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A chain letter called "The Circle of Gold" which offers a $100,000 payoff based on the "trust, integrity and faith" of those who purchase it, has spread widely throughout Cambridge and is now circulating among Harvard students.
Jethro Pettit '82, who said he is the first Harvard student he knows of to buy the letter, bought a copy for $50 three weeks ago, and sold copies to two Harvard freshmen in the last two weeks. "It's really saturated the ranks in Cambridge," he said last week adding, "Everyone's trying to sell it to everybody else."
The letter contains a list of 12 names and addresses, and the letter instructs the buyer to send $50 to the person whose name is at the top of the list. He then makes two copies of the letter, and on those crosses out the name of the person to whom he has sent the money. He adds his own name to the bottom of the list, and then attempts to sell the copies he has made for $50 each.
The letter apparently originated in Marin County, California, Richard Schlueter, an inspector for the U.S. Postal Service in San Francisco said last week. He has received reports of it from the Pacific Northwest, the Midwest, the Eastern Seaboard and Hawaii, he added.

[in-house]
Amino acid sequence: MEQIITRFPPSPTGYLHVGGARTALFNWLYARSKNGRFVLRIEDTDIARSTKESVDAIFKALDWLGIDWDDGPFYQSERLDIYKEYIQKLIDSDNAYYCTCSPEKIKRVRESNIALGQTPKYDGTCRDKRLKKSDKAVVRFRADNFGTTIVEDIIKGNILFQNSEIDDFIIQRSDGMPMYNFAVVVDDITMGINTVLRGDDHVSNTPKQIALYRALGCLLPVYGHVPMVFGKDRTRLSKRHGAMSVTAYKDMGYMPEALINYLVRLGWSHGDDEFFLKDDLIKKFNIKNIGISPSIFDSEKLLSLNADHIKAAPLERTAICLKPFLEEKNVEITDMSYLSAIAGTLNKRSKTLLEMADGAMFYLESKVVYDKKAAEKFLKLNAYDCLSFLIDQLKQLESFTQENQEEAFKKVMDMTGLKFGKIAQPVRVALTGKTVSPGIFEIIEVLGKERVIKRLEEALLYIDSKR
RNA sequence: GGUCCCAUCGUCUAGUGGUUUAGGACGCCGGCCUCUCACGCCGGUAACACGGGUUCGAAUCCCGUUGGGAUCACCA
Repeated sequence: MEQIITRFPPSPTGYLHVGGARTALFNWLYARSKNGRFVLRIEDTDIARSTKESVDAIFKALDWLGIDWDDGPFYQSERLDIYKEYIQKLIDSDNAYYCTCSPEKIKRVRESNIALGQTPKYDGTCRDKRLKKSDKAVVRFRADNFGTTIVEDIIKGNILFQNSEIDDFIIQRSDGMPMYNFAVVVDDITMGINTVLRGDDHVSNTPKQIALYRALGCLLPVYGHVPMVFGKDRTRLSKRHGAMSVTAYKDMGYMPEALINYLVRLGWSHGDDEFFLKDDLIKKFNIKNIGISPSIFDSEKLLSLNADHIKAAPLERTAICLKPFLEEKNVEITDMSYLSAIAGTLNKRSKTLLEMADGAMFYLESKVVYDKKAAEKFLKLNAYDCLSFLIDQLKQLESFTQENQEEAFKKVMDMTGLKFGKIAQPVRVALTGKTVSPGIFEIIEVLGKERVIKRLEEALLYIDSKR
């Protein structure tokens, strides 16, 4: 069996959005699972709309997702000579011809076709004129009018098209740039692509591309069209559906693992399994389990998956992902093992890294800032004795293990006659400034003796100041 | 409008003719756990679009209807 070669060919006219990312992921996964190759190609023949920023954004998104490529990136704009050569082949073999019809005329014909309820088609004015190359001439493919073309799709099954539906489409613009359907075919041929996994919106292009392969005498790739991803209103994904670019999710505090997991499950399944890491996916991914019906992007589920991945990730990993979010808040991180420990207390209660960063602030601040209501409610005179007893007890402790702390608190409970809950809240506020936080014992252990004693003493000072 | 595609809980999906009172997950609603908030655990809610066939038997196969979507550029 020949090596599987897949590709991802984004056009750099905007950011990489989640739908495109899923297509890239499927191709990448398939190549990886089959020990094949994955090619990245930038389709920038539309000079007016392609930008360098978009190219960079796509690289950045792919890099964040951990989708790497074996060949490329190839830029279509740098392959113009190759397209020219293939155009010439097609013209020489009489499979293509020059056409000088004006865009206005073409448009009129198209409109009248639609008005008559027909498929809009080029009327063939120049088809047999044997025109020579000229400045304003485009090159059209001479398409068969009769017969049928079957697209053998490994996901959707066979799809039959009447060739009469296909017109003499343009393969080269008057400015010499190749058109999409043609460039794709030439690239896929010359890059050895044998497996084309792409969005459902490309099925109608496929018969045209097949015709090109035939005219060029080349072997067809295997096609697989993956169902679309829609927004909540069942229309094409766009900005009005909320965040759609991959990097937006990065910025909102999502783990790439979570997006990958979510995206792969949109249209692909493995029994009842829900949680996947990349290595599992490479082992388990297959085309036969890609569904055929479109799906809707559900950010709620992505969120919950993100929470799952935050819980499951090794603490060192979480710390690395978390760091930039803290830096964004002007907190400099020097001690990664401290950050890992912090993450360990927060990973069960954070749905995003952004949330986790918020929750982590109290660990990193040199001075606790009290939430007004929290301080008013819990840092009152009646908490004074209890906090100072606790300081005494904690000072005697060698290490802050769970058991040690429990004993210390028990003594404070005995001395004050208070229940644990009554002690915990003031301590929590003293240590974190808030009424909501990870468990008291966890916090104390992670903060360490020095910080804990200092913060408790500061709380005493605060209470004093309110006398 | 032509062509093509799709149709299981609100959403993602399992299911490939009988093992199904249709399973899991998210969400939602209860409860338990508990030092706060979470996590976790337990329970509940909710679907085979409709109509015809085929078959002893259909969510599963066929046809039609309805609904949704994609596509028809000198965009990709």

Schlueter said the letter constitutes a violation of federal laws against mail fraud and mailing lottery material.
"We don't normally go after anybody who's on any list we obtain," he said, adding, "The main thing is to get it stopped as soon as possible so people don't lose money--the market is getting saturated."
Petit said it took him about two weeks to sell his letters. "Outside of Harvard, people are more likely to buy the letter," he said. "There's just something about the people here that makes them unwilling to buy it," he added.
Petit has not made any money on the letter yet, but he said a "friend of a friend" of his made $9000 from it.
Larry Peick, a Cambridge resident who bought the letter about a month ago, said last week he was told an MIT professor waited five weeks and has already made $2000.
Schlueter said he has seen nine copies of the letter, and not one of the same names appears on any of them. If the letters he has obtained are legitimate, then 36,000 people are already involved in the chain, he added.
"At this rate," Schuleter said, "the market consisting of the entire population of the U.S. will be saturated after 31 cycles." The letter must go through 12 cycles before a buyer wins any money.
Archie C. Epps III, dean of students said yesterday he had not heard about the letter.
The Last Fool
"It'as a form of the 'last fool' theory," Epps said, adding, "Everyone who buys it assumes they won't be the one to lose. It's a swindle and people should be warned."
Paula Gold, assistant to the attorney general for consumer affairs, said Friday the only calls she has received about the letter have been from reporters.
"People should be wary of these things, but we haven't received any complaints," she said.
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